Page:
Prince of Ayodhya
by Ashok K. Banker
Published by Orbit
532 pages, 2003
An Epic Rendering
Reviewed by Mrinal Bose
Yet another version of Ramayana, the great Indian epic, is well underway. The epic is now 3000 years old and has inspired different versions at different times in its long life. In Ashok K. Banker's rendering, the novelty is that the ancient tale gets a modernized version by someone who has passionately studied, researched and lived with the material for the past 20 years.
Banker's Prince Of Ayodhya is just the length of as it should be -- not abridged as some have been. Neatly divided into seven volumes, each comprising more than 500 pages, the epic is being published serially in UK, USA, Germany and many Commonwealth countries as well as in several languages.
What is it that has attracted publishers around the world? For one thing, the epic has a simple, long and intriguing storyline, which still resonates. It is permeated with fantasy material that is appealing and irresistible in its own way. It is perhaps this fantasy quotient which publishers readily reckon to be a perfect fit for the mass market. Then, of course, perhaps it's more simple than any of that: a great story is a great story in any language, at any time.
Prince of Ayodhya , the first volume in Ashok K. Banker's Ramayana -based series, opens with Rama, the prince, awakening after a bad dream on a moonlit night in his bedroom chamber. In just a few deft strokes, the author gives us a vivid idea of the prince -- his looks, education and attitude -- the state of Ayodhya, the soft-flowing Sarayu river, the peaceful ambiance in and around the state, and the unseen dangers looming over the country and its people.
With the atmosphere and tone perfectly set, the reader is led straight into the great tale. Preparations are underway for coronation of the young prince on his 16th birthday. Two sages at the gate of the palace, one following the other, each one claiming that he is Viswamitra, the seer-mage, a sage among sages, a seer that other seers look up to reverentially. The old king Dasaratha is puzzled, failing to recognize the real one.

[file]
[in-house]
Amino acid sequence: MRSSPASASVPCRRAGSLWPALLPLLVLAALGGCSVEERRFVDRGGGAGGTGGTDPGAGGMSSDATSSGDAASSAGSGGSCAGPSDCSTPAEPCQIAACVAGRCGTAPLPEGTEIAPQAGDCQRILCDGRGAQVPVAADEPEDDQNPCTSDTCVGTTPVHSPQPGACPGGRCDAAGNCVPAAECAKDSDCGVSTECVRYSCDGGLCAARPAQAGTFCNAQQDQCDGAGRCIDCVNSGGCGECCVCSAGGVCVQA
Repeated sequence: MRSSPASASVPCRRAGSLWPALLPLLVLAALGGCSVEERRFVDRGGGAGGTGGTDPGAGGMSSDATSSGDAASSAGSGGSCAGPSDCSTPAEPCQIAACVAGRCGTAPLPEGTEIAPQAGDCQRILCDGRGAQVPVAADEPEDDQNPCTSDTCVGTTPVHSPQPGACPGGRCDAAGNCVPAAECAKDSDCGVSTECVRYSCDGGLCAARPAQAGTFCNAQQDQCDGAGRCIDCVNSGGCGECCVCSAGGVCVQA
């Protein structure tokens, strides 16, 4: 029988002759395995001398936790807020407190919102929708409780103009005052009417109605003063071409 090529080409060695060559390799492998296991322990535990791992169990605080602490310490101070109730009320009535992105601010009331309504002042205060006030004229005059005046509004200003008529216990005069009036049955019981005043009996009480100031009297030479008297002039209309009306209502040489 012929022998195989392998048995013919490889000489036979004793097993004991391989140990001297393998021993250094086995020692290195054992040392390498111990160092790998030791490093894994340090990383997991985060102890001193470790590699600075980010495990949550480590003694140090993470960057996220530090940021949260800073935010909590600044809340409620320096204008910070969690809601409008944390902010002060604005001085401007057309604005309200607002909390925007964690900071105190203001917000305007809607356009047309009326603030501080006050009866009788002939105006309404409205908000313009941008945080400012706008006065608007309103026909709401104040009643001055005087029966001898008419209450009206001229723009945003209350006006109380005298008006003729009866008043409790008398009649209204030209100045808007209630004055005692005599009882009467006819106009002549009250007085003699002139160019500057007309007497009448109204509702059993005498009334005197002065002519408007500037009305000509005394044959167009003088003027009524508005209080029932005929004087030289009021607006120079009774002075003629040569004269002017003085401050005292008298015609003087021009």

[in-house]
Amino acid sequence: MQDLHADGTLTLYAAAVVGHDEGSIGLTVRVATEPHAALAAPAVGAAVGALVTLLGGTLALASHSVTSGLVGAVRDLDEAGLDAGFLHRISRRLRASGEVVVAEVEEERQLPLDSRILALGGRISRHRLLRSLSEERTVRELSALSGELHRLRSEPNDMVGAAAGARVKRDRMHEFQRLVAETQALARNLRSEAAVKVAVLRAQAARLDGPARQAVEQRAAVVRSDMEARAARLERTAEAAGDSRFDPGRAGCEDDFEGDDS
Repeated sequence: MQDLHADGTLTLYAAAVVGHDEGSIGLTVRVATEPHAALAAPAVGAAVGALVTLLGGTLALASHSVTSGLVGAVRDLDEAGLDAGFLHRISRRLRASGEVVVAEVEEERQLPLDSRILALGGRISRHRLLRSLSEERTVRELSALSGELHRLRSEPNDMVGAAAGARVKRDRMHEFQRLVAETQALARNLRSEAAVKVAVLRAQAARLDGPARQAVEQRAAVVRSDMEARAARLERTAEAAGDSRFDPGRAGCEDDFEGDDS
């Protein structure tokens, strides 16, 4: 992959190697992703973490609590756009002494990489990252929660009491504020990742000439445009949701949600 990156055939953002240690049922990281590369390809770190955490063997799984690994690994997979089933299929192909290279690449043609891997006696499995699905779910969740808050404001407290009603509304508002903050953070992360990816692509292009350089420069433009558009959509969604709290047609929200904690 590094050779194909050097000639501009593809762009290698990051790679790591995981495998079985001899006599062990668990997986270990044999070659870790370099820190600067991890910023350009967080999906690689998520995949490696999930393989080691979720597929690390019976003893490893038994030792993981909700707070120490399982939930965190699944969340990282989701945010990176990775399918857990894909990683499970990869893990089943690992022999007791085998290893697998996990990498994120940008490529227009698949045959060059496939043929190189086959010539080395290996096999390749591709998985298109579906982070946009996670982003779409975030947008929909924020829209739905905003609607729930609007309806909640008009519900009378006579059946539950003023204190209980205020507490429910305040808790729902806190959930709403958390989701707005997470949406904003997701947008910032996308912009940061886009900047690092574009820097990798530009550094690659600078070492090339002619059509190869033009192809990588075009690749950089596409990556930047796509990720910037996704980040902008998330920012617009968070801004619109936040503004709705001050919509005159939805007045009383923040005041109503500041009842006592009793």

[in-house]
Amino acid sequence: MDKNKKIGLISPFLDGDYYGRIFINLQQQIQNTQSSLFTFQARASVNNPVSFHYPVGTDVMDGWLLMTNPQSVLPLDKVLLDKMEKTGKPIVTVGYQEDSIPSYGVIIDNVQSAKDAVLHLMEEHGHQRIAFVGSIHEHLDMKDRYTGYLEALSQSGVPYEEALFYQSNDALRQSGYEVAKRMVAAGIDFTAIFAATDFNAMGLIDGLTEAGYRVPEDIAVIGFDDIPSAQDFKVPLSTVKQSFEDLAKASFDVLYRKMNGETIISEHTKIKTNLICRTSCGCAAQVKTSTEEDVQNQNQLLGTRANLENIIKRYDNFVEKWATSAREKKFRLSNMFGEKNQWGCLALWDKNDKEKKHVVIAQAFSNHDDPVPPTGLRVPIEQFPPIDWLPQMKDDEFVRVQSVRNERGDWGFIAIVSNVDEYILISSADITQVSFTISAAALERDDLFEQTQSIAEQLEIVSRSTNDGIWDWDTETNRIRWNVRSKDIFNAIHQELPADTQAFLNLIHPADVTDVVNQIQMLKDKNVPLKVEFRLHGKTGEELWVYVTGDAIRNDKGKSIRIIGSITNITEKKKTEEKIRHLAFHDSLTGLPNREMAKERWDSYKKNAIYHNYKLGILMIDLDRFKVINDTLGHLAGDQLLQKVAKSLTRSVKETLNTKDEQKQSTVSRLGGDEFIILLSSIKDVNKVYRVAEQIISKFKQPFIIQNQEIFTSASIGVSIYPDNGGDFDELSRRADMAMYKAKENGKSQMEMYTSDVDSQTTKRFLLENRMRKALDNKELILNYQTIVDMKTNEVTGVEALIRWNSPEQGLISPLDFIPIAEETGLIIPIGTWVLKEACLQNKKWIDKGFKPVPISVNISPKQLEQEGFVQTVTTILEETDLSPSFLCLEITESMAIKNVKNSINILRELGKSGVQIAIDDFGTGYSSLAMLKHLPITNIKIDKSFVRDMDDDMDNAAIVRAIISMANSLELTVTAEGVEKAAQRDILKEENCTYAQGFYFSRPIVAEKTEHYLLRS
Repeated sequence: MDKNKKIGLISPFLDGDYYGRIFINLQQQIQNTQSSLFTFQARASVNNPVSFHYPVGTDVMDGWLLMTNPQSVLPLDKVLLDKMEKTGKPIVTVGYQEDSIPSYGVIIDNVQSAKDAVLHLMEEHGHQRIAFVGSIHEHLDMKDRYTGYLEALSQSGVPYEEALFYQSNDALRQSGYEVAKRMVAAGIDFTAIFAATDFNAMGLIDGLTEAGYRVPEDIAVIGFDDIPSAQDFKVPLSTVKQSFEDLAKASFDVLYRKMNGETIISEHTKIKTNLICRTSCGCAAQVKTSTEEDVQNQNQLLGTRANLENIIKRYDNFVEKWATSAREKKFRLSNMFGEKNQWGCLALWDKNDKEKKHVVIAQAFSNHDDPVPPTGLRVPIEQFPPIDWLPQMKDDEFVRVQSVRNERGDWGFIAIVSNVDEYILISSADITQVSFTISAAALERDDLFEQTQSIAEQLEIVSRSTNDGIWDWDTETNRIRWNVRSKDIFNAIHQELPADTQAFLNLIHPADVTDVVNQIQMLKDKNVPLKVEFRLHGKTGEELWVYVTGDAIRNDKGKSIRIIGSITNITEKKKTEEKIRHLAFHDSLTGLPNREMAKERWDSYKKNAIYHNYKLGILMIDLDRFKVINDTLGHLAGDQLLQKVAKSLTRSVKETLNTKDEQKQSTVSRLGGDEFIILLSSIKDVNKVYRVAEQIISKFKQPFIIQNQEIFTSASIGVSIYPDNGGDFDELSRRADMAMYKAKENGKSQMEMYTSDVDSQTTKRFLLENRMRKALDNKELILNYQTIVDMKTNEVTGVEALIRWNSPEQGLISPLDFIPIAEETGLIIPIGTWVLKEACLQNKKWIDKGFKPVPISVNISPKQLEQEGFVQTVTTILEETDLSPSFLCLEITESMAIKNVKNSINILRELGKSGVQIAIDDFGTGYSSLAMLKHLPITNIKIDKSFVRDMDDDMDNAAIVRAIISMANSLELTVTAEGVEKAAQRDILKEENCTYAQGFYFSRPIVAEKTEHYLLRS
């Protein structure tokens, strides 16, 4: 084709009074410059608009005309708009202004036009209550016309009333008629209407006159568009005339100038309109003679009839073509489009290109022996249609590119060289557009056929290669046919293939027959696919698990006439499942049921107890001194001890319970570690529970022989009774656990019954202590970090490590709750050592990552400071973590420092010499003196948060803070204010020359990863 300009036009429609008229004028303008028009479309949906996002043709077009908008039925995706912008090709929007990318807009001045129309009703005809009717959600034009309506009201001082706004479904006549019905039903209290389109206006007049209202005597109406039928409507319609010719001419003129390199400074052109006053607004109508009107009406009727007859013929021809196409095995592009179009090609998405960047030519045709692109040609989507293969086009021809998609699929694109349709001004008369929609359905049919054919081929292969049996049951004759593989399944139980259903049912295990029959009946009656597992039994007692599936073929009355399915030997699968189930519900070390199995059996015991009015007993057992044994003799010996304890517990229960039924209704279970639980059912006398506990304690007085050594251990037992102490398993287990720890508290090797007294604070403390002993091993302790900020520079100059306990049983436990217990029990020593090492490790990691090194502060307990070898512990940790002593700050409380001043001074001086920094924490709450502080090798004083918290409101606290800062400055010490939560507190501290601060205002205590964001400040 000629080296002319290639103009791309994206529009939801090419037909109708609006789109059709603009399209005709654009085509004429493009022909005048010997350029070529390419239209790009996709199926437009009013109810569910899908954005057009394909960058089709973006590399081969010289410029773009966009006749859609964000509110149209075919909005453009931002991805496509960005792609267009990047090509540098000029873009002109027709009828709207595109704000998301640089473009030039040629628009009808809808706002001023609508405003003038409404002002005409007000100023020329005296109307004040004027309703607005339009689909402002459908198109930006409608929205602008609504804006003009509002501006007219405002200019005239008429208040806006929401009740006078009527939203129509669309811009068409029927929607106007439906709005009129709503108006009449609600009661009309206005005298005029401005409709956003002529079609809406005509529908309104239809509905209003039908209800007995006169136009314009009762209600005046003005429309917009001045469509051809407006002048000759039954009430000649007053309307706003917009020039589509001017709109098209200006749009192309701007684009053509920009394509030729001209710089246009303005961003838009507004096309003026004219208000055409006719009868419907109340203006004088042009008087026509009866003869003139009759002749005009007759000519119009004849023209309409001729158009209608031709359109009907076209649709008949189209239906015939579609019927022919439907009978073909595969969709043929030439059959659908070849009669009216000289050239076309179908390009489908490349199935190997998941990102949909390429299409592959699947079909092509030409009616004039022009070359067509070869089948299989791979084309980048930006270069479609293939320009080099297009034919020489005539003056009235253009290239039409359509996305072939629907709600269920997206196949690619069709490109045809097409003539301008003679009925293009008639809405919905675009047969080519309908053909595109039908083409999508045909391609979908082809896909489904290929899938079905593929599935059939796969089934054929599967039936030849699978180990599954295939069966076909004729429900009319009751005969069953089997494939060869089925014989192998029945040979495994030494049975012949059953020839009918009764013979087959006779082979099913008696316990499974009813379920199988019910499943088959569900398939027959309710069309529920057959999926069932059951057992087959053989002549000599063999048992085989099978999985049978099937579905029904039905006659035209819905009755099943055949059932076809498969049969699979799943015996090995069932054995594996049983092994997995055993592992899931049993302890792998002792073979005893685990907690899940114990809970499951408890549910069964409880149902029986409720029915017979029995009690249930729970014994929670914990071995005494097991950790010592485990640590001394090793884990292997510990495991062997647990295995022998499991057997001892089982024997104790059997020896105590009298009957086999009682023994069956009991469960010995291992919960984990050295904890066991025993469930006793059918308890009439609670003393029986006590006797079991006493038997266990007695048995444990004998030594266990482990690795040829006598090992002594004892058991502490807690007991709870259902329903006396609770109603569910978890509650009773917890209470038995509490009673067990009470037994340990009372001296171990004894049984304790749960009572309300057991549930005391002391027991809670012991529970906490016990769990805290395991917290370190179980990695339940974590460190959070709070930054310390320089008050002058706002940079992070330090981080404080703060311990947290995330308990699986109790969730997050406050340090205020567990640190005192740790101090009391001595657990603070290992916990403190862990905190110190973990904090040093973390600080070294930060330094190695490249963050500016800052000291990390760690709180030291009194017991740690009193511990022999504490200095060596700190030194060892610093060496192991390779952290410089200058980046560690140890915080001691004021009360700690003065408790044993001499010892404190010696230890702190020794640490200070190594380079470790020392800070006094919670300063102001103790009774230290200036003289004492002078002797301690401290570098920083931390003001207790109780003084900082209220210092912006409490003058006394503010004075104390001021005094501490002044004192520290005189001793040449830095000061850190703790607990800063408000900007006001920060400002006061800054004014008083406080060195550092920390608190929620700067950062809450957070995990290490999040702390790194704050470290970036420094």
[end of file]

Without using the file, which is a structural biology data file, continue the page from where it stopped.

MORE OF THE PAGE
The real Vishwamitra has to prove his bona fides and utters a mantra to change the impostor back into his true shape. The other one was a demon, a shape-shifting Asura, sent by Ravana, the king of demons, who wants to destroy Ayodhya. The grateful king offers to pay anything the great sage asks of him. Vishwamitra asks for the services of Ram to accompany him on a mission. The sage says that the mission is important, as it would save Ayodhya as well. After much dithering, the king agrees to send Rama along with the sage, but another of the king's four sons, being very much attached to his elder brother, follows them as well.
It's a difficult terrain with impassable roads. They have a harrowing time trudging their way first on foot and then on a kind of boat to reach the sages' place at Vayanak-van. The sage empowers the two princes and prepares them for the fight. The demons, being aware of Rama's presence, launch an all out attack to kill the two brothers. True to the sages' prescience, Ram fights valiantly and kills anybody and everybody that dares attack them.
Banker's Ramayana is an elegant, robust and highly textured account of Rama's heroic but checkered life, told with great taste, delicacy and imagination. The author's style has a sharp audio-visual character and that makes for a delectable read as well. The narrative never sags or comes across as hackneyed or trite.
Non-Indian readers shouldn't be dismayed at the free and rampant use of Indian words in the text. Though they might seem a bit indigestible at first, they ultimately contribute hugely to the ambiance of Banker's book.
I look forward to reading the next volumes of this modern Ramayana. If Prince Of Ayodhya is a good sampling, it seems likely that Banker's creation will become a classic. | June 2003
Mrinal Bose is a Kolkata-based author and web-columnist, formerly an editor with suite101.com. He's currently busy shopping around his first novel.